The comparison between IoT security and climate change is getting better every single day, and I am not sure that this is good news. A few minutes ago, a tweet on climate change got my attention:
This is not the new normal, just a pit stop on the way to decades and decades of deteriorating conditions.
Nothing that I didn’t know, but a nice way to remind us that talking about the “new normal” is completely wrong: Things will become much worse before they get any better. And the more we wait to act, the more painful the impact of changing climate will be.
As a citizen of a developed country and most likely a member of the world’s 1% richest, I am not doing much to curb our energy consumption. I proudly bike to work, I try to isolate my house, but I still put my entire family on an intercontinental flight for the vacations. I feel the need to act on the climate, but I don’t seem to be able to decide what to do. I can blame my government (easy), Donald Trump (easier), I can request action, but in terms of actions, I am most likely not doing my share.
I am not a climate expert, and that may explain my questioning. Maybe that I should ask one of these experts: What should I do, myself, very practically? What are you doing yourself?
Beyond climate change, we have other, smaller threats to face, like IoT (in)security. And this time, I am an expert. Interestingly, IoT security shares some characteristics with climate change, including at least:
- It’s a time bomb, as the insecure devices that we deploy today will still be around tomorrow, and may come to haunt us in a few years.
- The problem is global; anyone’s vulnerable device can be used to attack somebody else’s IT service, just like any person’s CO2 contributes in the same way to global warming.
- Many citizens understand the risk (security is a top concern for IoT), but very few know what to do to lower that risk.
As an IoT security expert and a user of IoT devices, then I need to ask myself the question: Eric, what do you do about IoT security?
- I monitor my network. I have a device at home that lets me know when unknown devices come on my network or when strange things happen. I caught a few things with this, so I am happy about it.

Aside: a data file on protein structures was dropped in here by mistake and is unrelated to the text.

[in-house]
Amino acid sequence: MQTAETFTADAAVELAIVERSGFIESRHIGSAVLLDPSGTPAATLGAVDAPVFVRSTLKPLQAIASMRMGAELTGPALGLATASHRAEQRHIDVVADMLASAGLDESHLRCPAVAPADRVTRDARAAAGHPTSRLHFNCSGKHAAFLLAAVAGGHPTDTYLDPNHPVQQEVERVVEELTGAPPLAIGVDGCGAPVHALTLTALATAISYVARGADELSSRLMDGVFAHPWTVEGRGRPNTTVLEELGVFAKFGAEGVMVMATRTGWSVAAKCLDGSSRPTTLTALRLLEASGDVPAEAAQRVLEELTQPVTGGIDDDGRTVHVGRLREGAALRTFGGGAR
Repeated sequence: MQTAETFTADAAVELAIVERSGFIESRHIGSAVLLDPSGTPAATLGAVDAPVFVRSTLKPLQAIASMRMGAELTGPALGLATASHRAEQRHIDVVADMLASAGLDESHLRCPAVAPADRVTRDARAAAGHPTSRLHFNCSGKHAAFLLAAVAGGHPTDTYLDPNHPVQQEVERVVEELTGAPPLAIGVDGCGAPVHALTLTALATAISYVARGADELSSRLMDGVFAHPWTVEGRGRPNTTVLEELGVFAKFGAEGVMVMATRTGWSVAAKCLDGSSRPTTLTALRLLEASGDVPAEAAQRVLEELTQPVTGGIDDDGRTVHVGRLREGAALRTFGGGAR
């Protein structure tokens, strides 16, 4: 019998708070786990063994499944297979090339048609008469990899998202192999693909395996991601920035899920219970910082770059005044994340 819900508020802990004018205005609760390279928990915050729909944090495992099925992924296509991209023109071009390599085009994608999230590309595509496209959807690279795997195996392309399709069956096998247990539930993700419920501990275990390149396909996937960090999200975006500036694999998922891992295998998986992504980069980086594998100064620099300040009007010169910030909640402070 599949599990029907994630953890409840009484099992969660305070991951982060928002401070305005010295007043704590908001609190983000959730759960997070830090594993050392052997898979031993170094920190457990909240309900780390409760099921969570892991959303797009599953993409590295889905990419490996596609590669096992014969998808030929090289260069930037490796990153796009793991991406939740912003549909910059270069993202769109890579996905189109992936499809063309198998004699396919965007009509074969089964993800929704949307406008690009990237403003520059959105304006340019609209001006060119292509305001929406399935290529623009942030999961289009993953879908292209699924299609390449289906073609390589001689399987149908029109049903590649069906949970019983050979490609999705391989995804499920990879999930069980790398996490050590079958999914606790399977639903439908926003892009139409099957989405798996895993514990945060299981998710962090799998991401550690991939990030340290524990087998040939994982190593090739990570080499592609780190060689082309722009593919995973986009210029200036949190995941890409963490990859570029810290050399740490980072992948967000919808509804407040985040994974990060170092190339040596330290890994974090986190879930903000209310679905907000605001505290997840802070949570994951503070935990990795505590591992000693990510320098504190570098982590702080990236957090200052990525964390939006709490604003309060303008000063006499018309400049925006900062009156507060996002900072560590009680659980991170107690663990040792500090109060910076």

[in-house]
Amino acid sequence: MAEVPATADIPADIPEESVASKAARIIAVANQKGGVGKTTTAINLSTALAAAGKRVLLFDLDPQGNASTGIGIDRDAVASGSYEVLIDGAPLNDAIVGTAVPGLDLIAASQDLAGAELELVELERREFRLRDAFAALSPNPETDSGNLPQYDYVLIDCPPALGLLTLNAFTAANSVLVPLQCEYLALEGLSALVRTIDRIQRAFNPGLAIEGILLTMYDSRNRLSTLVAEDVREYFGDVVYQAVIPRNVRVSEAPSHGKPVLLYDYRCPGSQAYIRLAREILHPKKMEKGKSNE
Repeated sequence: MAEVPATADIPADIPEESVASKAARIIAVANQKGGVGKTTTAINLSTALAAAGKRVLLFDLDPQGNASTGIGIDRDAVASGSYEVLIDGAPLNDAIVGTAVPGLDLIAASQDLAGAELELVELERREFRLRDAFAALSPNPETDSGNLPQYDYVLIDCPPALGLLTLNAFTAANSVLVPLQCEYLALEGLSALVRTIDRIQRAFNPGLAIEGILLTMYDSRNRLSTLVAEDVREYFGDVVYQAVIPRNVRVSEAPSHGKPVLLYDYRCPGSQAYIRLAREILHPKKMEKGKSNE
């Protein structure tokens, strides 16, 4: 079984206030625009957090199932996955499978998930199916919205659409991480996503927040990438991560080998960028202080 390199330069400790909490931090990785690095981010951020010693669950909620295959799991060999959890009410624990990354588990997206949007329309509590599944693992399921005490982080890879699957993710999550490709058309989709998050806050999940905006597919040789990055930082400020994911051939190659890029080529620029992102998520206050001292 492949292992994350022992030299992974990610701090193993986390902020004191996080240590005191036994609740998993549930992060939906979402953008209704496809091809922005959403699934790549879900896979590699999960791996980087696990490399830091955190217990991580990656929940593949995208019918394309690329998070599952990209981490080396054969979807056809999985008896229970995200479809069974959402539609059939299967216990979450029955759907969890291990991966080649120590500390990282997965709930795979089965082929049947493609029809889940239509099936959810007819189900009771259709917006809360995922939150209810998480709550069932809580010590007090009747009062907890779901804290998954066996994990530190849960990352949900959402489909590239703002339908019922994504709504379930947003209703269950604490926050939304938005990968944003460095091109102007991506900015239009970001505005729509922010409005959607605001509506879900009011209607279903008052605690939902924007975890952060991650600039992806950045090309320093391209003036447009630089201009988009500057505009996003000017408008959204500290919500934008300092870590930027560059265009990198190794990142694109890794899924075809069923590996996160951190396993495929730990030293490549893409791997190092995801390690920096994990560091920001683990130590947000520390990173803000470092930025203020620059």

- I use diversified passwords, and sometimes, 2FA (two-factor authentication). However, it took me years to move away from bad practices; I am still not using 2FA wherever I can, and I am still not forcing my family members to use 2FA. I even haven’t changed at least one password that appears on haveibeenpwned . Overall, I am not too happy about this.
- I have no clue about the security of the devices I use. This is bad, but I am just a customer here: my hacking skills are rusty, so I am not going to pentest all the devices that I buy and deploy at home. I have no other way to know, and I am not happy about it.
Since the beginning of 2018, I moved into a job working on the definition of security certification for IoT. When I started, my perspective was to maximize security vertically, making products more secure; that sounded natural for a chip vendor with a strong security background. After only a few months, my priority is now to maximize security horizontally, reaching as many products as possible; that is just as good for my company because our high-security chipsets are useless in a world full of default passwords and other trivially exploitable vulnerabilities.
We need security certification, we need it to be as simple as possible, we need it to be as mandatory as possible, and we need it as soon as possible. Simple? Because some good people trying to implement IoT security fail at it, and we must help them. Mandatory? Because some people think that IoT security is not their problem, and we must force them to act. Soon? Because as the clock is ticking, vulnerable devices are accumulating.
Finally, what can you even if you are not an expert? You can try to apply some good practices, and you can also ask your elected representatives to act on behalf of the community. And as you’re at it, also ask them to act on climate change.